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This coverage is made possible by grants from the Central Corridor Funders Collaborative and The McKnight Foundation.

Looking at the Upper Riverfront through youthful eyes: Will new parklands be safe places?

Connie Xiong, Ka Thao and Noushee Khang at Patrick Henry High School.
MinnPost photo by Steve Berg
Connie Xiong, Ka Thao and Noushee Khang at Patrick Henry High School.

Chances are that kids growing up in south Minneapolis or nearby suburbs have a pretty good appreciation of nature, given the closeness of the Chain of Lakes and the connecting parkways. To share space with a flock of geese or to notice differences among tree species while strolling around Lake Calhoun or Nokomis is, for them, no big deal. Understanding that urban life is part of a delicate ecosystem is easier when the evidence is all around you.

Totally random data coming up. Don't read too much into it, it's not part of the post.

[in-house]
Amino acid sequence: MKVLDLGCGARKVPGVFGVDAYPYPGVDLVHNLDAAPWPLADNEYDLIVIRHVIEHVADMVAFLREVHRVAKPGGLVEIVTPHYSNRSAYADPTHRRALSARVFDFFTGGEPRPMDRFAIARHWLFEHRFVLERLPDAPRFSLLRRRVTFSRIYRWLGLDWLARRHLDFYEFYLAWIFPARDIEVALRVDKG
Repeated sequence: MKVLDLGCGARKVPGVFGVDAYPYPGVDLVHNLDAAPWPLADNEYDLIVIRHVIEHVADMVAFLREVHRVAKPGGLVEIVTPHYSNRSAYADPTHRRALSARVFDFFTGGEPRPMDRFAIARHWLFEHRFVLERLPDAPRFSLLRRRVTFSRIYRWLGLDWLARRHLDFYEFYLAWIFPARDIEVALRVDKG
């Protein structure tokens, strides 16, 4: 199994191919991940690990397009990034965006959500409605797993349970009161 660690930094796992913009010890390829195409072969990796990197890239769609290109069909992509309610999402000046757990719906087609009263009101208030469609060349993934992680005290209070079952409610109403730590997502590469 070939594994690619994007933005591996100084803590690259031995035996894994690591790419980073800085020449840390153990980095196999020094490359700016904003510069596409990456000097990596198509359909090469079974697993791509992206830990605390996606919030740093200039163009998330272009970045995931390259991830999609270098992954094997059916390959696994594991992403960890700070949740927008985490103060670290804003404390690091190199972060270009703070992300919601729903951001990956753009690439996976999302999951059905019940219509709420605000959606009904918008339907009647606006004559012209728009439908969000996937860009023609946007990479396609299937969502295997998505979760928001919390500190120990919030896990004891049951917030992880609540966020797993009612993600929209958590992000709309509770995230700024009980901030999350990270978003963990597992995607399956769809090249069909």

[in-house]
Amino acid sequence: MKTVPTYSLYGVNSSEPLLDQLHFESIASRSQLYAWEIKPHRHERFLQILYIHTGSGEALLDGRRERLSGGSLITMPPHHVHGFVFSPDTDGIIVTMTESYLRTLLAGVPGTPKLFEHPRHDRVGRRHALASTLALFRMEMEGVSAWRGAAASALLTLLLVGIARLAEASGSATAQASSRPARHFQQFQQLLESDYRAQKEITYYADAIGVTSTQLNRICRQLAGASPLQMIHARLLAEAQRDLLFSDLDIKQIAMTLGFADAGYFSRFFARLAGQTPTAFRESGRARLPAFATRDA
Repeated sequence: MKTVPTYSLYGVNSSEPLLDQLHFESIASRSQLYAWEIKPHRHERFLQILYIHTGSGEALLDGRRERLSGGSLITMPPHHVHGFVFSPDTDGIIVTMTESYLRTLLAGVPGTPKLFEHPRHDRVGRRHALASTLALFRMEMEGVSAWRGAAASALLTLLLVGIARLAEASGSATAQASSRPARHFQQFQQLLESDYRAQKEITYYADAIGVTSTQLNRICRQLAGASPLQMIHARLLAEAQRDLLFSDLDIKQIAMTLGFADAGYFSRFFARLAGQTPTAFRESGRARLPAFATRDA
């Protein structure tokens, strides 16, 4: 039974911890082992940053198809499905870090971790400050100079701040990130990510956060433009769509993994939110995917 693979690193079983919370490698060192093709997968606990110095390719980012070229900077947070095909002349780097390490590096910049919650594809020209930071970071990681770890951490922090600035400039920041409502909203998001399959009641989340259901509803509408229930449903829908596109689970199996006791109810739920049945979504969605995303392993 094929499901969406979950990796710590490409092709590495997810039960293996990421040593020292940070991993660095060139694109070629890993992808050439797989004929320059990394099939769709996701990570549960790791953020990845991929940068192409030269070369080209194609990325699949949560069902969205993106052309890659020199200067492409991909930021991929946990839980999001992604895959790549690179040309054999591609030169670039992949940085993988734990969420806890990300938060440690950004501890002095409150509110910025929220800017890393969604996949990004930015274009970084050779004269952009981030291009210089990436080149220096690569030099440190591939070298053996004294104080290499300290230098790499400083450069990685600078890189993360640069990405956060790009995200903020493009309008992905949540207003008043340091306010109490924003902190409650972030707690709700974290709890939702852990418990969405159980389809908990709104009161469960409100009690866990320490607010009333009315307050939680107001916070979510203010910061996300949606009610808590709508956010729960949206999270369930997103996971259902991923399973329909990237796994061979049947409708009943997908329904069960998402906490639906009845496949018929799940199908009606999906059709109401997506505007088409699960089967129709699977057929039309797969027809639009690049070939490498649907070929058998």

It’s harder if you’re a kid in the north or northeast quadrants of the city where industry has claimed the banks of the Mississippi River, placing nature out of sight and out of mind.

“I never even knew the river was there,” Noushee Khang, 17, told me last week as we chatted in the cafeteria at Patrick Henry High School on Minneapolis’ North Side.

While four of the world’s top design firms complete conceptual ideas for how to reconnect the Upper Riverfront to nearby neighborhoods (their presentations will be next Thursday at the Walker Art Center), Khang and a group of 20 inner-city teens are busy contributing their own insights.

Here’s something they told me that I hadn’t thought much about – and, perhaps, the big-time designers haven’t thought much about either:

A different response in troubled neighborhoods
While the prospect of lush new parks along a famous river brings excitement and anticipation to prosperous neighborhoods, the notion of nature and solitude brings anxiety to troubled sections of a city. In poorer neighborhoods, parks and nature preserves tend to be regarded as places to avoid, secluded places of potential danger.